In June 2006, Emily Fennell lost her right hand after it was crushed in a roll-over car accident. Because she was right-handed before the accident, afterward she had to learn how to use her left hand for all tasks, including tying her shoes, writing, dressing and even driving a car.
But she always missed doing the “little things” that get taken for granted, such as putting her hair in a ponytail or cutting up a steak while dining at a restaurant. She researched hand transplantation and became excited about the possibilities that a new hand could provide, including the potential to provide more fully for her daughter, become more independent and achieve greater success in her career.
On March 4, 2011, thanks to the generosity of the family of a deceased donor in San Diego, the 26-year-old from Yuba City underwent transplant surgery at Ronald Reagan UCLA Medical Center.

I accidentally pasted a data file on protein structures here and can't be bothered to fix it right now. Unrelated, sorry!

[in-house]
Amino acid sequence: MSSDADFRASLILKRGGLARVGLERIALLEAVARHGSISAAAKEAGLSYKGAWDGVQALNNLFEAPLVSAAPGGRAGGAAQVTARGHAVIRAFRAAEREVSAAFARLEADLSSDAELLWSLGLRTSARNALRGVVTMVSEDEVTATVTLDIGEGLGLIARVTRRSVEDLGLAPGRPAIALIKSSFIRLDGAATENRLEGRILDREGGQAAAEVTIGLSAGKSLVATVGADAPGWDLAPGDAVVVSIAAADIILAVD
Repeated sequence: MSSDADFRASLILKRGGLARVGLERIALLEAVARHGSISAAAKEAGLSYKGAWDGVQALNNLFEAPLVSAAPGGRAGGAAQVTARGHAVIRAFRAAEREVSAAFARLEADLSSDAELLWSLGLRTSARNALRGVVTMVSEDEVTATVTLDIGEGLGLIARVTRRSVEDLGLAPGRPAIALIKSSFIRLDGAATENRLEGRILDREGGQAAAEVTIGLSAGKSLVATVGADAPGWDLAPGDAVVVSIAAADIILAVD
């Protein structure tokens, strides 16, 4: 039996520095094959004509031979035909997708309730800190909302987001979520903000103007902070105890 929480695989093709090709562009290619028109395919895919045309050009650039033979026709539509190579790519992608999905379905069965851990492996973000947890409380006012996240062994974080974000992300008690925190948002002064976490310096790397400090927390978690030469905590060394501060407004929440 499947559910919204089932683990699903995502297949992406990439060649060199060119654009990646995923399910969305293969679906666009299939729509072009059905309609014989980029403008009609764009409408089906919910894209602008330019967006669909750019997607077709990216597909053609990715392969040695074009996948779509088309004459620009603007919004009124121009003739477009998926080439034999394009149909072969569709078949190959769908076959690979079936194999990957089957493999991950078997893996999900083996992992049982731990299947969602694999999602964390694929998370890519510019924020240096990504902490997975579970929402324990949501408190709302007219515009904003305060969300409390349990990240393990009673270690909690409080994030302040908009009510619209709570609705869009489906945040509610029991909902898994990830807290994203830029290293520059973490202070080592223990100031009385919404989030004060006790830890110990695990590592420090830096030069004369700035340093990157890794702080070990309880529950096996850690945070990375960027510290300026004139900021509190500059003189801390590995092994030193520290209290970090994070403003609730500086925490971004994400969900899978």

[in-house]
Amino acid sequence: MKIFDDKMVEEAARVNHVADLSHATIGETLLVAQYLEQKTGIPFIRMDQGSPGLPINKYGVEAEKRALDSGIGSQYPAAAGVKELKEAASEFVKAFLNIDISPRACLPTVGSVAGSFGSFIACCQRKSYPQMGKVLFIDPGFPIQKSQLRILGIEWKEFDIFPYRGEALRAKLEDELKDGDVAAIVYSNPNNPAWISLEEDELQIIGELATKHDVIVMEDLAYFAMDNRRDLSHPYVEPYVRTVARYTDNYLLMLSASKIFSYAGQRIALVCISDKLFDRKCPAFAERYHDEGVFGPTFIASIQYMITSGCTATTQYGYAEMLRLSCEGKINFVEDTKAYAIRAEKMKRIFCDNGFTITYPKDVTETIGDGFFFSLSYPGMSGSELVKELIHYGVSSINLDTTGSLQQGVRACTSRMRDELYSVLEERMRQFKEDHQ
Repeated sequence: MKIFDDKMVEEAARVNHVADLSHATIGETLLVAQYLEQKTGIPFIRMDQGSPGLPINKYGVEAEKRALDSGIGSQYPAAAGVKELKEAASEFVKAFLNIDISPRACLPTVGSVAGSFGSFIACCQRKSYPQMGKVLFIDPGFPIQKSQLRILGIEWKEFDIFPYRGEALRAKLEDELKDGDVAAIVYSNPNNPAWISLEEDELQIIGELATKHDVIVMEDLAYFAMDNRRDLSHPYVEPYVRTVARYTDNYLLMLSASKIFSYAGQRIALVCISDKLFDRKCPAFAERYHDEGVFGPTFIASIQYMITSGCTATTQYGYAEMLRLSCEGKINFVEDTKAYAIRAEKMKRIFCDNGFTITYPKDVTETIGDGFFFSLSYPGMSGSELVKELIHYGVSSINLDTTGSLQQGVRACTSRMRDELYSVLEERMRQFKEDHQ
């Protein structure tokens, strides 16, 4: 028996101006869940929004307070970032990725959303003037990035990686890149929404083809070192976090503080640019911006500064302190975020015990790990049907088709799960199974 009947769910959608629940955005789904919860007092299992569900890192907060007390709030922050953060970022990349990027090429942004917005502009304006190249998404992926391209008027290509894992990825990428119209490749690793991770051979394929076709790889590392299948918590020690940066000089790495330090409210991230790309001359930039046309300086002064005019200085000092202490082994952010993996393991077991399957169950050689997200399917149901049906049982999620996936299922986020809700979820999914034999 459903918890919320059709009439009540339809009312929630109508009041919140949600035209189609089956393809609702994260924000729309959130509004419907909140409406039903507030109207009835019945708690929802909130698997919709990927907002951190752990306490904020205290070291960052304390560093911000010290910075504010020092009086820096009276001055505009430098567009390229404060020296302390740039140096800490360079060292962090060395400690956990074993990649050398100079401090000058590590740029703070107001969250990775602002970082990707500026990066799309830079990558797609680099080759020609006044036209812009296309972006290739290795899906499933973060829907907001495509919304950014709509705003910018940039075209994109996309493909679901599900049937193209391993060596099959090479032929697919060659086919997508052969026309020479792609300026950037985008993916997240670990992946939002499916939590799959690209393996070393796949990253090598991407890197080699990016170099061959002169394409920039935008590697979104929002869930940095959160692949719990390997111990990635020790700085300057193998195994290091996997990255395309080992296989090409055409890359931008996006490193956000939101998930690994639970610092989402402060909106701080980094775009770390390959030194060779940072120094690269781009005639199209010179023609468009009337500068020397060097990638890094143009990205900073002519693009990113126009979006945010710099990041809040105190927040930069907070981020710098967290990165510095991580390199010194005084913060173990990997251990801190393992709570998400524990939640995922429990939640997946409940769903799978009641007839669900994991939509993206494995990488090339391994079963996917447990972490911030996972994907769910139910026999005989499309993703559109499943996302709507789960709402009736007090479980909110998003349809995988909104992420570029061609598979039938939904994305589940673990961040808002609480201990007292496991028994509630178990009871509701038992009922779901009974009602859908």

“It has been surreal to see that I have a hand again, and be able to wiggle my fingers,” said Fennell, a single mother. My 6-year-old daughter has never seen me with a hand. She looked at it, touched it and said it was ‘cool.’”
“I cannot thank my donor enough for this amazing gift,” Fennell said. “It’s helping me feel whole again, and I intend to use it to the fullest.
High concentration of Azithromycin in infected tissues is also caused by the fact that phagocytes and macrophages transport it to the site of infection and release in the area of inflammation. Azithromycin is prescribed in case of illness or injury at the time.